Initialization vectors: December 2018

Sunday, December 30, 2018

Update on identifying installed and uninstalled apps in iOS

In my last post  I asked the following regarding the values within applicationState.db:
Are the key_tab table values the same for all iOS devices? In another phone, would ID 1 still stand for compatabilityInfo and ID 13 stand for _UninstallDate data? If every phone has different key_tab relationships there would not be a way to scale this analysis using a universal SQL query for it.
 I'm am happy to say the community came to my rescue. Among the great multiple responses I got the ones from the awesome Sarah Edwards stand out.

As seen in the screenshot above the ID to key relationship within the key_tab table can, and many times is, different on each iOS device. Also, as seen on the screenshot, her suggestion of identifying the ID by key name instead was totally on point. With that in mind I remade the query as seen here:

The fact that the uninstalledapp key is so random that it did not appear in many of the data sets from folks that reached out to me tells me that the query for unistalled apps is not useful at all, hence I nixed it.

As of tonight this is where I stand:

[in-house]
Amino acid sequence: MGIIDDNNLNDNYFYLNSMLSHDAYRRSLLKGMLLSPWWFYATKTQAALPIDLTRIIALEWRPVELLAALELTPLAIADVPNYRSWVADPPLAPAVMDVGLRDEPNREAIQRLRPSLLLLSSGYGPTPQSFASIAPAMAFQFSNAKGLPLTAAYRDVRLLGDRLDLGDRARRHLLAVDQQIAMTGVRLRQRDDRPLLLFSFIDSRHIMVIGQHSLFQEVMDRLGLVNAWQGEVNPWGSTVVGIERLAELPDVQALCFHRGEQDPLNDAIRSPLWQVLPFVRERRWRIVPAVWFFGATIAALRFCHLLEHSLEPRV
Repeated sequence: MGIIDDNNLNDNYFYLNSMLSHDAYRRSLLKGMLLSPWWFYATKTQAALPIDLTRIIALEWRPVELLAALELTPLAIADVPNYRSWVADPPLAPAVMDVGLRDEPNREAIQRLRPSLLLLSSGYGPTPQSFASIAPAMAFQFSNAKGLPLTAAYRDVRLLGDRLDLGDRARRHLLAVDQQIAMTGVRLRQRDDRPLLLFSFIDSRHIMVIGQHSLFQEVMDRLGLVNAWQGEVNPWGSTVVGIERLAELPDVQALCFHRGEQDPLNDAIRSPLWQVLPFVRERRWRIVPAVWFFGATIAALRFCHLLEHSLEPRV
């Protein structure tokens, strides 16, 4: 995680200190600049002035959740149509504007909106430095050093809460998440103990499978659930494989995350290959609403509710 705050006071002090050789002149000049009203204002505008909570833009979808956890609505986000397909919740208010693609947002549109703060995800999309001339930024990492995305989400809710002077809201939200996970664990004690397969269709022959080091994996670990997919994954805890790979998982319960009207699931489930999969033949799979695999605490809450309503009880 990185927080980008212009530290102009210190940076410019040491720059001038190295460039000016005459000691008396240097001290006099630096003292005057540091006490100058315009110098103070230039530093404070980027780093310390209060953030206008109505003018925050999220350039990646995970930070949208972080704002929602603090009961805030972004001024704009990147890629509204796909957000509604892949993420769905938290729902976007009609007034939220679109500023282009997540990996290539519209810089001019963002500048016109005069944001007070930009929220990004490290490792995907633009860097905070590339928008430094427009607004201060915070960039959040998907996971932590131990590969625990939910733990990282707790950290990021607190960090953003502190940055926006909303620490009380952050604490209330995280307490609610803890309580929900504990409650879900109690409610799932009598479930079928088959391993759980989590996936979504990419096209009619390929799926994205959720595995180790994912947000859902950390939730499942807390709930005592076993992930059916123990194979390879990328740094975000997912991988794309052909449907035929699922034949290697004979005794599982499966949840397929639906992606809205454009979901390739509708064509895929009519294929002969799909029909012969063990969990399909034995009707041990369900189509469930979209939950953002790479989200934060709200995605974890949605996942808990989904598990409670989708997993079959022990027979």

1) The applicationState.db is a good way of getting a current list of installed apps with their corresponding app directory locations and names. It is super useful for the purposes of validating a list of installed apps that a mobile forensic tool tells you. Any app in the applicationState.db list that is not in the installed app list from the tool requires a look at that app directory. Since it is a simple SQL query it is fast and simple to implement.

Sarah did not limit herself to that. She pointed me to another location rich in app installation data.

2) The MobileInstallation logs are fantastic! They have all that and more. Still, to pry a list of current installed apps and directory names out of these logs requires some work. There is no script that automates it. Time permitting I will try and take a crack at it. If the reader hasn't looked at those logs before then they (you!) definitely should.

Christopher Vance chimed in with another set of forensically relevant items.

Great info for future use.

3) Last but not least, Sarah provided a way to track uninstalled apps.
Good stuff all around.


My original requirement was to produce a list of installed apps and their corresponding app directory names and locations in order to identify any apps that would require parsing when a commercial tool misses them. As of today the applicationState.db method from my previous post seems to fulfill that requirement.